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Four of Crain’s Most Innovative Companies in Chicago

By Kevin Beerman / October 28, 2019
This article was originally published by John Pletz in Crain’s Chicago Business 

No one has the franchise on innovation. Crain’s Most Innovative Companies list includes venture-backed startups and century-old stalwarts, those that are privately held and publicly traded. The list, now in its eighth year, uses patent output as a window into what Chicago companies are good at: wireless electronics, artificial intelligence, medical devices and packaging equipment with cutting-edge technology. The ranking, done with intellectual property adviser Ocean Tomo, reveals how diverse our economy is, from software and pharmaceuticals to retail and factories. And it provides insight into the nature of innovation itself. Some inventors are looking to breathe new life into old businesses, others are creating new ones from scratch.


What it does: Wireless charging systems | Founded: 2009 | Patents in 2018: 7

To most of us, patents are a black-and-white matter. At NuCurrent, they’re blue and white.

The walls of the small technology company’s West Loop offices are covered with images from its patent applications: blue for patents that have been granted and white for those that are pending. There is a lot more blue on the walls these days, since NuCurrent was singled out in 2015 for having the most patents per capita among Chicago-area companies. Now it tops Crain’s Most Innovative Companies list for highest overall quality of patents issued.

The company, which has about 30 employees, was awarded seven U.S. patents last year. Altogether, it has won 34. NuCurrent’s first product was an antenna that allowed a device to receive power from a nearby source, charging it wirelessly and doing it faster and more efficiently than other technologies. Patents issued last year involve using a single antenna to do multiple functions, such as power and communication between components inside a device, which saves both space and power.

Its latest innovations involve charging devices over longer distances, through metal and charging multiple products. NuCurrent also is using near-field wireless communication protocol, the kind used for mobile-phone payments at checkout, to move power and data.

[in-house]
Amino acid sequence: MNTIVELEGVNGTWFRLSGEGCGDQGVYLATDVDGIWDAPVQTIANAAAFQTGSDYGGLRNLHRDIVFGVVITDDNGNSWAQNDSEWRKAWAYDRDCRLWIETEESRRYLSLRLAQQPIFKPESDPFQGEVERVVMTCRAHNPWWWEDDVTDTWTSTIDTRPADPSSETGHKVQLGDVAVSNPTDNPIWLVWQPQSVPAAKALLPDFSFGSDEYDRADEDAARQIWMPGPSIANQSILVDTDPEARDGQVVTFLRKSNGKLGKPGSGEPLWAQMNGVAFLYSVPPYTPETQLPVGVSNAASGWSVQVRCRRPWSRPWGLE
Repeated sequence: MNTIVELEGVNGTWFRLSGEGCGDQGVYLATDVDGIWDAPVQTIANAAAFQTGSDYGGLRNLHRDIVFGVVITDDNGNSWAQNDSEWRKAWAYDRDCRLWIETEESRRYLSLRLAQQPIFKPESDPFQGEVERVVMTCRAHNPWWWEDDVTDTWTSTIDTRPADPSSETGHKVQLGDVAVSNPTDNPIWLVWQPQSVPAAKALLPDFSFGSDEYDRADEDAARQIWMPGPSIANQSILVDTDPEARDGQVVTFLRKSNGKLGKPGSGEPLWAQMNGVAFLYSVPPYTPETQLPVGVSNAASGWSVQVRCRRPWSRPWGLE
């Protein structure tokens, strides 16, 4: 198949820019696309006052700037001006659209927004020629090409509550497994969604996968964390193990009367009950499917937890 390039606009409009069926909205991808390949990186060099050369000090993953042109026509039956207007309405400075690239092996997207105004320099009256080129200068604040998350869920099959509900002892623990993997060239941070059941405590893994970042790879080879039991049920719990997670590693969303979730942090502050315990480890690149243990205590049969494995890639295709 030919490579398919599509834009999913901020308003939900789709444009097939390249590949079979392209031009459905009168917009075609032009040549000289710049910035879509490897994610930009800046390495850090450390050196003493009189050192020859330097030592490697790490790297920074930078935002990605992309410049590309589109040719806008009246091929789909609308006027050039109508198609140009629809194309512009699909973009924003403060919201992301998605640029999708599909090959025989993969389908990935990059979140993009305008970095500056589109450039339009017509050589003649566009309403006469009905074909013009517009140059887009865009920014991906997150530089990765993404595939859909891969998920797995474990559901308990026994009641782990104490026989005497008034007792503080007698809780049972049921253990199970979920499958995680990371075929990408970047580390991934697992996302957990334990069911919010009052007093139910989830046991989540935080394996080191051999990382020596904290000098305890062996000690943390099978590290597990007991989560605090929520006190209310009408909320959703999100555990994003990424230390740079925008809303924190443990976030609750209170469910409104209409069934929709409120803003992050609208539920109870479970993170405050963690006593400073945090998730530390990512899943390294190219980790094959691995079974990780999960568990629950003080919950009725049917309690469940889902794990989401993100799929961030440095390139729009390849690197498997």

What it does: Pharmaceuticals | Founded: 2005 | Patents last year: 11

Breakthroughs at drug companies don’t end with the invention of a new treatment.

Horizon Therapeutics vaults to No. 2 on our list with five follow-on patents related to Ravicti, the drug acquired by Horizon in 2015 for urea cycle disorders, a rare metabolic disease that can cause a potentially fatal buildup of ammonia.

“The development of a compound or a molecule is a starting point,” says Nelson Alexander, Horizon’s senior vice president for legal. “The research doesn’t end there.“

Horizon, whose main offices are in Lake Forest, is stepping up its R&D capabilities to develop more drugs for rare, or “orphan,” diseases. The company has added nearly 100 R&D workers in the past two years, says spokesman Geoff Curtis. R&D spending roughly doubled between 2015 and 2018 as sales grew to $1.2 billion from $757 million.



What it does: Equipment for packaging materials | Founded: 2005 | Patents last year: 6

Sometimes innovation comes from thinking inside the box.

Pregis makes equipment used by some of the top e-commerce companies to protect the products they ship.

The Deerfield-based company, which traces its roots to Tenneco spinout Pactiv, used to make bubble wrap. Today its machines create an array of packaging, from air-filled wraps and foam to paper-based products. Pregis has more than 350 patents, which has helped it grow packaging from less than $10 million in revenue in 2005, when it spun off from Pactiv, to nearly $1 billion today. It was recently acquired by private-equity firm Warburg Pincus.



What it does: Video editing software | Founded: 2010 | Patents last year: 5

The value of a technology breakthrough by a trio of University of Illinois researchers in 2010 is coming into sharper focus.

The company they founded, Personify, moves up to No. 4 from 10th place last year.

Personify developed a virtual green screen, using software to eliminate or blur the background in video, making it better for webinars, videoconferencing or smartphone use. Four years ago, the company turned to artificial intelligence to improve the software, allowing it to better handle smaller image details such as fingers and hair.


Want to learn more about the most innovative companies in Chicago? Explore the full list on the Crain’s Chicago Business website for the 45 most innovative companies in Chicago.